Amateur Hybrid Rocket Motor
After debating for a while about buying a RATT Works hybrid rocket engine, I decided it would be more interesting, and that I would learn more, by building my own. As I understand it, this is legal here in the UK, whereas building your own solid rocket engines is definitely not.
To outline the project, I am constructing a small hybrid rocket motor, which will use nitrous oxide for the oxidiser and initially PVC for the fuel, but later I hope to experiment with various other fuels and additives.
The motor casing is a length of aluminium pipe, 37mm OD and 31mm ID, given to me by Andy's father who runs a scrapyard. Thus, I have no idea on which aluminium alloy it is exactly. However, the 3mm wall thickness should give a fairly large safety margin. All the parts are made from aluminium, with the exception of the nozzle, which is made from graphite purchased from Bob Fortune at Aerocon Systems. I am also having a steel nozzle made up for static testing of the motor, as I'm not sure how long the graphite one is going to last.
The motor will be filled via a length of 1/8" nylon hose, also bought from Aerocon. The hose will be attached to the motor using a Swagelok compression fitting (part number B-200-1-2RP with gasket CU-2-RP-2). Ignition will be by the Urbanski-Colburn (U-C) method, almost exactly the same as the RATT Works motors, hopefully utilising wire wool ignited by passing an electric current through it, for a totally non-pyro gnition system (for an explanation of the U-C ignition method, see here). Also, rather than venting the nitrous oxide out of the motor like the RATT Works motors do, mine will vent straight into the combustion chamber, an idea I got from Paul Kelly's website. This should help to get the motor started quicker.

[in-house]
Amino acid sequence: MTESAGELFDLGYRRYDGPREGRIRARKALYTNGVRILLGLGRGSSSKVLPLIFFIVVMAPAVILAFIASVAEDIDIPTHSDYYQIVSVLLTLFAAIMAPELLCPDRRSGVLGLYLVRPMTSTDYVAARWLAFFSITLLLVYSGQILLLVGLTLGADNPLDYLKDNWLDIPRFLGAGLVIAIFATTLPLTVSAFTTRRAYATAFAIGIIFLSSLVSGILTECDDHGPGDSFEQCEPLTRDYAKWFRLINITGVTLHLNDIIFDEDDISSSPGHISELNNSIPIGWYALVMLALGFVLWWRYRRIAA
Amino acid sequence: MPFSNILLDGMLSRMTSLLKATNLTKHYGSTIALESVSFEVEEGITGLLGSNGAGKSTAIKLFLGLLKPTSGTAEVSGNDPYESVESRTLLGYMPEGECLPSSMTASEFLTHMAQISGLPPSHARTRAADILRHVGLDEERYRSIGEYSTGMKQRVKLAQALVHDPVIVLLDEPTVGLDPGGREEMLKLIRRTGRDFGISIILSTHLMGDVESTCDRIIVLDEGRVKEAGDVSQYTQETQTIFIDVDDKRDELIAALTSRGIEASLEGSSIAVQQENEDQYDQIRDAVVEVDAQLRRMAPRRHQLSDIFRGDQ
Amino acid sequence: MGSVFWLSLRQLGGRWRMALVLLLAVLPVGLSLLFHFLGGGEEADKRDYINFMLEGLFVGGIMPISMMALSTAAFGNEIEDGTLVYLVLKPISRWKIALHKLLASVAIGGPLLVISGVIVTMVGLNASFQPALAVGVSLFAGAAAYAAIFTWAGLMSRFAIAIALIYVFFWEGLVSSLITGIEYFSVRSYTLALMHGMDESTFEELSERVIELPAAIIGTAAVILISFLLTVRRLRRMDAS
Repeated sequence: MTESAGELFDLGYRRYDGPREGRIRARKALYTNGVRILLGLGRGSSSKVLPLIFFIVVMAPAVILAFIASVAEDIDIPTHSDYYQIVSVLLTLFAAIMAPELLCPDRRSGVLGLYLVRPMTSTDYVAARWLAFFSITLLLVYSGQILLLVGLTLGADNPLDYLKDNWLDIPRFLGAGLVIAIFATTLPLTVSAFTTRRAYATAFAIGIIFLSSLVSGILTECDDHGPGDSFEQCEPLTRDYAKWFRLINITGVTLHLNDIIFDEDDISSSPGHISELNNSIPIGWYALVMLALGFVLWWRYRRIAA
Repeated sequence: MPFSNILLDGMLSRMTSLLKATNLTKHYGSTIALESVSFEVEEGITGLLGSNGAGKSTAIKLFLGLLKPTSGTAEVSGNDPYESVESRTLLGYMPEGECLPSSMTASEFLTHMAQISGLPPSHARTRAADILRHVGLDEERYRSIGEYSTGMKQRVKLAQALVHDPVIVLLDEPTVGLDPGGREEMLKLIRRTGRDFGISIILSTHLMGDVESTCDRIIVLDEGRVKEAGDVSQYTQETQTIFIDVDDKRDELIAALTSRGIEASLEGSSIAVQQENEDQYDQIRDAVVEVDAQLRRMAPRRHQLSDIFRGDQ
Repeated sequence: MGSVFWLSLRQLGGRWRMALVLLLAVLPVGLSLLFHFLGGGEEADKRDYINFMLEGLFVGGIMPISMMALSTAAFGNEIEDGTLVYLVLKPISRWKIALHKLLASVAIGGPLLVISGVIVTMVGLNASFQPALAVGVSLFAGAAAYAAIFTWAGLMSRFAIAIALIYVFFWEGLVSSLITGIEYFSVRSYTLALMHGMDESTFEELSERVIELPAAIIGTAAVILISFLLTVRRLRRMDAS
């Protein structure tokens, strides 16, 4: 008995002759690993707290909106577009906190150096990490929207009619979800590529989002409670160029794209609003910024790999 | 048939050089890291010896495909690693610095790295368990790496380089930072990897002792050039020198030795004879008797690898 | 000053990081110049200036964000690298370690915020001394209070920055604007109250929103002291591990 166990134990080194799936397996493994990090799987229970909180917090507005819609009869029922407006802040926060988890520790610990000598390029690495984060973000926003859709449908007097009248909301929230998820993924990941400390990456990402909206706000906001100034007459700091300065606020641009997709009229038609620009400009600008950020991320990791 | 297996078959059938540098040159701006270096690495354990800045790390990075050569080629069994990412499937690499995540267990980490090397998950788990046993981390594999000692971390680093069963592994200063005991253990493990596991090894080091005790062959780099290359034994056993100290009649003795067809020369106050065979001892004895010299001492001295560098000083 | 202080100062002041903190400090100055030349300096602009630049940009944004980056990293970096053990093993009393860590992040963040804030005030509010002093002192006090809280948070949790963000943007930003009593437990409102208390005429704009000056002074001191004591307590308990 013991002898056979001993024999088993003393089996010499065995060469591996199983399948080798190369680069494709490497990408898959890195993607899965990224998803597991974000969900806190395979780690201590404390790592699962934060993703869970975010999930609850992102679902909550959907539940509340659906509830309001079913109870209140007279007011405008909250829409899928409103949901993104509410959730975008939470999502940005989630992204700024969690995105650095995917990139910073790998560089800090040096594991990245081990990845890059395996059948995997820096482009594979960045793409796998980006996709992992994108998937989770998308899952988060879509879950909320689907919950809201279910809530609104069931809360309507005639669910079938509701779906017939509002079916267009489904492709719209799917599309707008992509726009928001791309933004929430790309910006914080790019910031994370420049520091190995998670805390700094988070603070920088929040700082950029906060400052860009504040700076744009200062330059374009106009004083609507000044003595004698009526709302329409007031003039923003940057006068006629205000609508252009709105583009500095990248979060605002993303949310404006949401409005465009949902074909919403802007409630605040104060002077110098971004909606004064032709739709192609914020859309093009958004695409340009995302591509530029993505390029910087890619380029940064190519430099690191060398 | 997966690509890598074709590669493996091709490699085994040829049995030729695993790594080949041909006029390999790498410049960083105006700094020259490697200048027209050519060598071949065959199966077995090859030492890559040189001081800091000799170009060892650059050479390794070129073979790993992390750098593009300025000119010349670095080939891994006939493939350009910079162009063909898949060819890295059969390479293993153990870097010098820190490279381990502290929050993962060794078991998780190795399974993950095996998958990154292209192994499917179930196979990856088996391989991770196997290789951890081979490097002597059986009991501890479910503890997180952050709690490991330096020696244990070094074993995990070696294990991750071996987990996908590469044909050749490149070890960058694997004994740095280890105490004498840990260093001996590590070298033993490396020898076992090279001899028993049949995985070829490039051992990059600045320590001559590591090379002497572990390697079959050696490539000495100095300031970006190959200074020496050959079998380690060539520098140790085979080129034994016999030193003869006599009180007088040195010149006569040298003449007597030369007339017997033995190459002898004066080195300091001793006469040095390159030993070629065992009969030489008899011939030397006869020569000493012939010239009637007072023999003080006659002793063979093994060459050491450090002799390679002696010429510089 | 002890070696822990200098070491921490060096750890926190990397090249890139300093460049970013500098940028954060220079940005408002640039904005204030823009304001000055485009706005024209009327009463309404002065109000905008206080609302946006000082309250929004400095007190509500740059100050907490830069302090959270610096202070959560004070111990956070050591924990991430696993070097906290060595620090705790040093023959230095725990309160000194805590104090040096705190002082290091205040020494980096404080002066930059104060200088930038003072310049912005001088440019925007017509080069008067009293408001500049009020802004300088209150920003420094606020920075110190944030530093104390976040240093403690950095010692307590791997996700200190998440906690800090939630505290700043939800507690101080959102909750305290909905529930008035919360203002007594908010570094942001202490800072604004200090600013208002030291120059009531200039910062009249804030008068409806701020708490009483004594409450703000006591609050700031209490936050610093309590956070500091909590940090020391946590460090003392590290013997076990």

Here are a couple of pictures of the parts of the motor: Picture 1 and Picture 2. As you can see, the engine itself is finished, all I have to do now is get hold of some nitrous oxide to perform some static tests of the motor (easier said than done, it seems!)
Update. 3rd October 2001 I've just uploaded the technical drawings of the individual parts of the hybrid rocket motor. They aren't great, as I've never done this sort of thing before, but the guys at Rolls Royce had no trouble making the bits. Note the greasy fingerprints from the machine shop on some of them!
Also, I just managed to get my nitrous oxide tank filled this weekend at HighPower Systems in Doncaster, so static testing will begin very soon. Results will be posted here when I have them.
Update. March 2001
The casing has now been hydrostatically tested, and holds up to 750 psi fine. Unfortunately I am still waiting on my steel nozzle for static firing :-(